NURSING DIAGNOSIS: Gas Exchange, impaired May be related to Ventilation perfusion imbalance (e.g., altered oxygen supply, altered blood flow, altered oxygen-carrying capacity of blood, alveolar-capillary membrane changes) Possibly evidenced by Dyspnea, tachypnea Changes in mentation Hypocapnia, tachycardia Hypoxia DESIRED OUTCOMES/EVALUATION CRITERIA—PATIENT WILL: Electrolyte and Acid-Base Balance (NOC) Demonstrate improved ventilation and adequate oxygenation of tissue as evidenced by ABGs within patient’s acceptable limits and absence of symptoms of respiratory distress. Verbalize understanding of causative factors and appropriate interventions. Participate in treatment regimen within level of ability/situation.
Acid-Base Management: Respiratory Alkalosis (NIC)
Monitor respiratory rate, depth, and effort; ascertain cause of hyperventilation if possible, e.g., anxiety, pain, improper ventilator settings. Encourage patient to breathe slowly and deeply. Speak in a low, calm tone of voice; provide safe environment. Identifies alterations from usual breathing pattern and influences choice of intervention.
May help reassure and calm the agitated patient, thereby aiding the reduction of respiratory rate. Assists patient to regain control. Decreased mentation (mild to severe) and tetany or seizures may occur when alkalosis is severe.
Assess level of awareness/cognition and note neuromuscular status, e.g., strength, tone, reflexes, and sensation. Demonstrate appropriate breathing patterns, if appropriate, and assist with respiratory aids, e.g., rebreathing mask/bag. Provide comfort measures; encourage use of meditation and visualization. Use tepid sponge bath/cool cloths.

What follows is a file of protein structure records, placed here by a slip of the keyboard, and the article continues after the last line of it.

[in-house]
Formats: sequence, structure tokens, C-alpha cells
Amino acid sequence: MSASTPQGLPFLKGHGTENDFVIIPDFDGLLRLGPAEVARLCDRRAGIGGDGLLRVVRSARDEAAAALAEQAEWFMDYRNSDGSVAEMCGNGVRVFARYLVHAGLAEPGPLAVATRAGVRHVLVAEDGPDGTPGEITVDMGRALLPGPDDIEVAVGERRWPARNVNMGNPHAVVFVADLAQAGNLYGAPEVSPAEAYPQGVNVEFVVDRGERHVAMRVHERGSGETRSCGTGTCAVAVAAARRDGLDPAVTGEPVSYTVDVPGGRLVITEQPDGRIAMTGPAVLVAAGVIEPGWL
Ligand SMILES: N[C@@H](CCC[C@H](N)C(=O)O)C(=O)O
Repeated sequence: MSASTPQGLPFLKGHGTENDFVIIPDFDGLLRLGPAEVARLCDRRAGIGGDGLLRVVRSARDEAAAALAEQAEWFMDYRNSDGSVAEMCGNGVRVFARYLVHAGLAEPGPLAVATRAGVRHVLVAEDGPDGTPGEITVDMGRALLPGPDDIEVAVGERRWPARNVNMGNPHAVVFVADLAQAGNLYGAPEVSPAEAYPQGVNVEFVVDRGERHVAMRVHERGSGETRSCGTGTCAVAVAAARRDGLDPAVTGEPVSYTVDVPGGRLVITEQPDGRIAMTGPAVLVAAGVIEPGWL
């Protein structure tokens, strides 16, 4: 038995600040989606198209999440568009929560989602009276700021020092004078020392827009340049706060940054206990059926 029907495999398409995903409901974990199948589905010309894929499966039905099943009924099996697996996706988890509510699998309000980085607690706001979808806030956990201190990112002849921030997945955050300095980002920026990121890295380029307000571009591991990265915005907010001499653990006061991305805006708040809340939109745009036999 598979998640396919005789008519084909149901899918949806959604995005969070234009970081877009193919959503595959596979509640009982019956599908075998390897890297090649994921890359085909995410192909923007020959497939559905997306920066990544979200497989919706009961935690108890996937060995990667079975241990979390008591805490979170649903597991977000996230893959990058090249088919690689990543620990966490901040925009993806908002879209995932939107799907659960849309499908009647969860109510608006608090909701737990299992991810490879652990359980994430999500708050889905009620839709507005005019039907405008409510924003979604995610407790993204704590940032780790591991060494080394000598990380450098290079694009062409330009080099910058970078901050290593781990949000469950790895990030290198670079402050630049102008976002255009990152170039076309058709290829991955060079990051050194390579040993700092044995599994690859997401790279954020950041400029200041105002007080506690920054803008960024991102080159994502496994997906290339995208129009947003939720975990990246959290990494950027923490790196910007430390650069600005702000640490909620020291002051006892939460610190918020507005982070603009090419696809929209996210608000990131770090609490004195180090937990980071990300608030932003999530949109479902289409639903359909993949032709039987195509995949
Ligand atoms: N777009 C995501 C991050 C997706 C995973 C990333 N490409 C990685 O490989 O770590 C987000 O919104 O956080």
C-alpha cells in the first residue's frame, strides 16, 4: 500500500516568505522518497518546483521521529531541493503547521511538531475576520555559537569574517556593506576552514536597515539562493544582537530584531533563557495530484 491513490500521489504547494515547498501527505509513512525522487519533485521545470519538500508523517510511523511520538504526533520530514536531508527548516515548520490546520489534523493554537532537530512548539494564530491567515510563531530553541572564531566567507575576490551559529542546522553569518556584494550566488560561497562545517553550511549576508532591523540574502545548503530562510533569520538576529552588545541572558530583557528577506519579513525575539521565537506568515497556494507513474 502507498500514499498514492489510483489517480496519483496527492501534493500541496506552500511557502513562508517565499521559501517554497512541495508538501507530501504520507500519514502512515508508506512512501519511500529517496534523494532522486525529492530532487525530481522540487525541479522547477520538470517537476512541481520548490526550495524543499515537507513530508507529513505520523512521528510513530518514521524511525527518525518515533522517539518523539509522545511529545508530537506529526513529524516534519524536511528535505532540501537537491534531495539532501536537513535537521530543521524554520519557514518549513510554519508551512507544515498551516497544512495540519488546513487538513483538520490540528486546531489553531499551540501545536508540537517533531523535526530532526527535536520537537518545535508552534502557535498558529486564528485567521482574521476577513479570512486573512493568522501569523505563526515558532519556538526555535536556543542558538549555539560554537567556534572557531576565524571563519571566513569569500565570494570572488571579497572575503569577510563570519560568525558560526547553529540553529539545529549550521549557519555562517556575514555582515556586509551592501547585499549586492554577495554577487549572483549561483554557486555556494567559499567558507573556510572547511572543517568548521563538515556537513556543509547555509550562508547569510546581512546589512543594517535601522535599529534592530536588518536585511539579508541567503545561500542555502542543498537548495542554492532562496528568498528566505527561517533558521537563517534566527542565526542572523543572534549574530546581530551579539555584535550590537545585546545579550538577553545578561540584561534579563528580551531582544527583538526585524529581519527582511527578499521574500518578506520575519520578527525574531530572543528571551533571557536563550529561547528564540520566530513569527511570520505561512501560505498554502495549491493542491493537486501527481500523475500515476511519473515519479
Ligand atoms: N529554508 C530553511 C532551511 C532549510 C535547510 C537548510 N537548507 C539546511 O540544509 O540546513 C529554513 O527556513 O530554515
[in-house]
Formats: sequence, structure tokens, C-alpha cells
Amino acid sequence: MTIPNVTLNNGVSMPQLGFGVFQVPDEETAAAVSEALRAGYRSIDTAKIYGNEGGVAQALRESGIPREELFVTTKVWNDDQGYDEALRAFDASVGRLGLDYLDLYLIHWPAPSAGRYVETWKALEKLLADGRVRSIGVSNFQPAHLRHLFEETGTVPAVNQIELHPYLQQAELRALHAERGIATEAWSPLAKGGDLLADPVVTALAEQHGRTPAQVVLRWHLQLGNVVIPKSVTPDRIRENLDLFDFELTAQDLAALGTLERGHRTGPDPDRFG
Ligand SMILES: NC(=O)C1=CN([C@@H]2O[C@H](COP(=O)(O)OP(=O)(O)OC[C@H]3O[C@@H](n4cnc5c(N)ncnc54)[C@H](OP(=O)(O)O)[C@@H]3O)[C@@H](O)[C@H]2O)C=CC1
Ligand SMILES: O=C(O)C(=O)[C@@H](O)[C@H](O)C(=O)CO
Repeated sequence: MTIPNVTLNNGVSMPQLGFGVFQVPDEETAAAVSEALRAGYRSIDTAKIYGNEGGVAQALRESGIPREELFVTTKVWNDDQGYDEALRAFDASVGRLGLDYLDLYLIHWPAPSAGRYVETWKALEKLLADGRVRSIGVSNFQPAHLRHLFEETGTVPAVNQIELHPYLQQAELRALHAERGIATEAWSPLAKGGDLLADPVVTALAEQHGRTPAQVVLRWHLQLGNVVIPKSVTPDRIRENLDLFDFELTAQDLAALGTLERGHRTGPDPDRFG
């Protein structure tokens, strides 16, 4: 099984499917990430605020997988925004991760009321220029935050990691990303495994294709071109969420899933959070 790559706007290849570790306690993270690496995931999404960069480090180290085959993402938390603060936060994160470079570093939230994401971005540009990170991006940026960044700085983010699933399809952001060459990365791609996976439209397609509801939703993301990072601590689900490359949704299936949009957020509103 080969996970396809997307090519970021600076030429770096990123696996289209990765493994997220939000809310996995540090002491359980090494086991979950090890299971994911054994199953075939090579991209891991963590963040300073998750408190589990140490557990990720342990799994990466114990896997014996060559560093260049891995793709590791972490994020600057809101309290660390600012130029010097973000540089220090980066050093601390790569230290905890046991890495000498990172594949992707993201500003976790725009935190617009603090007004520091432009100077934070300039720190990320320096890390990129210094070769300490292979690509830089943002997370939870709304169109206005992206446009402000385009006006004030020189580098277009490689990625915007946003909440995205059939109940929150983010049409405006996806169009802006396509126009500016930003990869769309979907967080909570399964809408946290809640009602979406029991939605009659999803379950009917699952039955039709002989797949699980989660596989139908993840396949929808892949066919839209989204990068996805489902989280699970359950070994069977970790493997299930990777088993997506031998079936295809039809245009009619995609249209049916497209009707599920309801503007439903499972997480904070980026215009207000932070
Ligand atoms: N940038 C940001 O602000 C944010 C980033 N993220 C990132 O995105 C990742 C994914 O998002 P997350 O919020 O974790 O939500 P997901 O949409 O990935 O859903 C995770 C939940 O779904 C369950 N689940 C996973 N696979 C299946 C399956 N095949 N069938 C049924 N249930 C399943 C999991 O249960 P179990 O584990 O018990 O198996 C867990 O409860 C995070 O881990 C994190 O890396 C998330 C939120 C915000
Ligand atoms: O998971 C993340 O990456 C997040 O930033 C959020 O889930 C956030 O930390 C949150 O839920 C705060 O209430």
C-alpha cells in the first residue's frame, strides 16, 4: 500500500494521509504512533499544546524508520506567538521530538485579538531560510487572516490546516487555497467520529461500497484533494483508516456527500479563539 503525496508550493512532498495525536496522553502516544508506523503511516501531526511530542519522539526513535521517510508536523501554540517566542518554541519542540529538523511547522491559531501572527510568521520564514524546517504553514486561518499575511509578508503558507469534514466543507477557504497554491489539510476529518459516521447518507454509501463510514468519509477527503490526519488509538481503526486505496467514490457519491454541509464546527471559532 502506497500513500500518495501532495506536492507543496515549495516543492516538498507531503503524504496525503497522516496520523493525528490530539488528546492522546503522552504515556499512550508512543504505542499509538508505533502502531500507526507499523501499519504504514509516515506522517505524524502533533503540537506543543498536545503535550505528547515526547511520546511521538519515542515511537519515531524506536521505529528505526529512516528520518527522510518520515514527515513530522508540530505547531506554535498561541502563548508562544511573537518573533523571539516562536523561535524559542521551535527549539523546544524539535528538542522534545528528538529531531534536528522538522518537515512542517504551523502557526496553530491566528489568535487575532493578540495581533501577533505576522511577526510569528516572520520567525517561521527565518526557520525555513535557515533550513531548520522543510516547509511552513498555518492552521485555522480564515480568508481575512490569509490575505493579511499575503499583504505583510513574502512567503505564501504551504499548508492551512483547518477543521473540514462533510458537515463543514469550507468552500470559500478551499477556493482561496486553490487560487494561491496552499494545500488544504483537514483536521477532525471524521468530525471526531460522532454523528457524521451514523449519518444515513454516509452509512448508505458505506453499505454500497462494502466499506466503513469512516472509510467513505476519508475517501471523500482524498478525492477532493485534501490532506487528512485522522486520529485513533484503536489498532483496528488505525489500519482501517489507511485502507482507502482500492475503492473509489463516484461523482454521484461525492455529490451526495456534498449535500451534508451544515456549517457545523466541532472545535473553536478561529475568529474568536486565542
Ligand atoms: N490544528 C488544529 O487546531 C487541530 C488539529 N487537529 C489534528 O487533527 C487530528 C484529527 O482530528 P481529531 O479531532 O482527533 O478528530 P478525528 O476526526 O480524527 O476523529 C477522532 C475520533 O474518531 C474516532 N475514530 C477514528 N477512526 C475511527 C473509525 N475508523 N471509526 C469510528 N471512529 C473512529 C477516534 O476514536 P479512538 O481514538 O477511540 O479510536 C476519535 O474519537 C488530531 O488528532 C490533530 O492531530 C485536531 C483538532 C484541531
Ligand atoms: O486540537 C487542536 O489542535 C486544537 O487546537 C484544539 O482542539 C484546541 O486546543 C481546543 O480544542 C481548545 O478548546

Decreasing the rate of respirations can halt the “blowing off” of CO2, elevating PCO2 level and normalizing pH. Promotes relaxation and reduces stress. Control and reduction of fever reduces potential for seizures and helps reduce respiration rate. Changes in mentation/CNS and neuromuscular hyperirritability may result in patient harm, especially if tetany/convulsions occur.
Provide safety/seizure precautions, e.g., bed in low position, padded side rails, frequent observation.
Acid-Base Management: Respiratory Alkalosis (NIC)
Discuss cause of condition (if known) and appropriate interventions/self-care activities. Promotes participation in therapeutic regimen and may reduce recurrence of disorder.
Assist with identification/treatment of underlying cause. Respiratory alkalosis is a complication, not an isolated occurrence; addressing the primary condition (e.g., hyperventilation of panic attack, organ failure, severe anemia; drug effect, such as with paraldehyde or epinephrine) promotes correction of the disorder and reduces likelihood of recurrence.
Monitor/graph serial ABGs, and pulse oximetry. Monitor serum potassium. Replace as indicated. Identifies therapy needs/effectiveness. Hypokalemia may occur as potassium is lost (urine) or shifted into the cell in exchange for hydrogen in an attempt to correct alkalosis. May be required to reduce psychogenic cause of hyperventilation. Increasing CO2 retention may correct carbonic acid deficit.
Provide sedation/pain medication, as indicated.
Administer CO2, or use rebreathing mask as indicated. Reduce respiratory rate/tidal volume, or add additional dead space (tubing) to mechanical ventilator.
POTENTIAL CONSIDERATIONS following acute hospitalization (dependent on patient’s age, physical condition/presence of complications, personal resources, and life responsibilities) Refer to Potential Considerations relative to underlying cause of acid-base disorder.